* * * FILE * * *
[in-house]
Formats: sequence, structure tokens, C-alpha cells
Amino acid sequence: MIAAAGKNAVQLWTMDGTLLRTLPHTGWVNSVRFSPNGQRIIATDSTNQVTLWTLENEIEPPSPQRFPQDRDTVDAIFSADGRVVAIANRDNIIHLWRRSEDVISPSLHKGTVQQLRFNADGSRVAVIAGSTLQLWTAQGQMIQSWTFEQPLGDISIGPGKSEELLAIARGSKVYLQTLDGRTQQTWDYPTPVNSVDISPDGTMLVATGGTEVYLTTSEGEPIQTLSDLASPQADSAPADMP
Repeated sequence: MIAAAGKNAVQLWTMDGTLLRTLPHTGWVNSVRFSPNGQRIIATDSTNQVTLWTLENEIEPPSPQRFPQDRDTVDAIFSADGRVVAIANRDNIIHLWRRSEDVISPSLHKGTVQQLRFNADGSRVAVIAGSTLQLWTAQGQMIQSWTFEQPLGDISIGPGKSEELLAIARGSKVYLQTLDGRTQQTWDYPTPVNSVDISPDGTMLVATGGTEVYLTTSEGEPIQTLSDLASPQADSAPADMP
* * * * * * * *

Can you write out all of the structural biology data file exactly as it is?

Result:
[in-house]
Formats: sequence, structure tokens, C-alpha cells
Amino acid sequence: MIAAAGKNAVQLWTMDGTLLRTLPHTGWVNSVRFSPNGQRIIATDSTNQVTLWTLENEIEPPSPQRFPQDRDTVDAIFSADGRVVAIANRDNIIHLWRRSEDVISPSLHKGTVQQLRFNADGSRVAVIAGSTLQLWTAQGQMIQSWTFEQPLGDISIGPGKSEELLAIARGSKVYLQTLDGRTQQTWDYPTPVNSVDISPDGTMLVATGGTEVYLTTSEGEPIQTLSDLASPQADSAPADMP
Repeated sequence: MIAAAGKNAVQLWTMDGTLLRTLPHTGWVNSVRFSPNGQRIIATDSTNQVTLWTLENEIEPPSPQRFPQDRDTVDAIFSADGRVVAIANRDNIIHLWRRSEDVISPSLHKGTVQQLRFNADGSRVAVIAGSTLQLWTAQGQMIQSWTFEQPLGDISIGPGKSEELLAIARGSKVYLQTLDGRTQQTWDYPTPVNSVDISPDGTMLVATGGTEVYLTTSEGEPIQTLSDLASPQADSAPADMP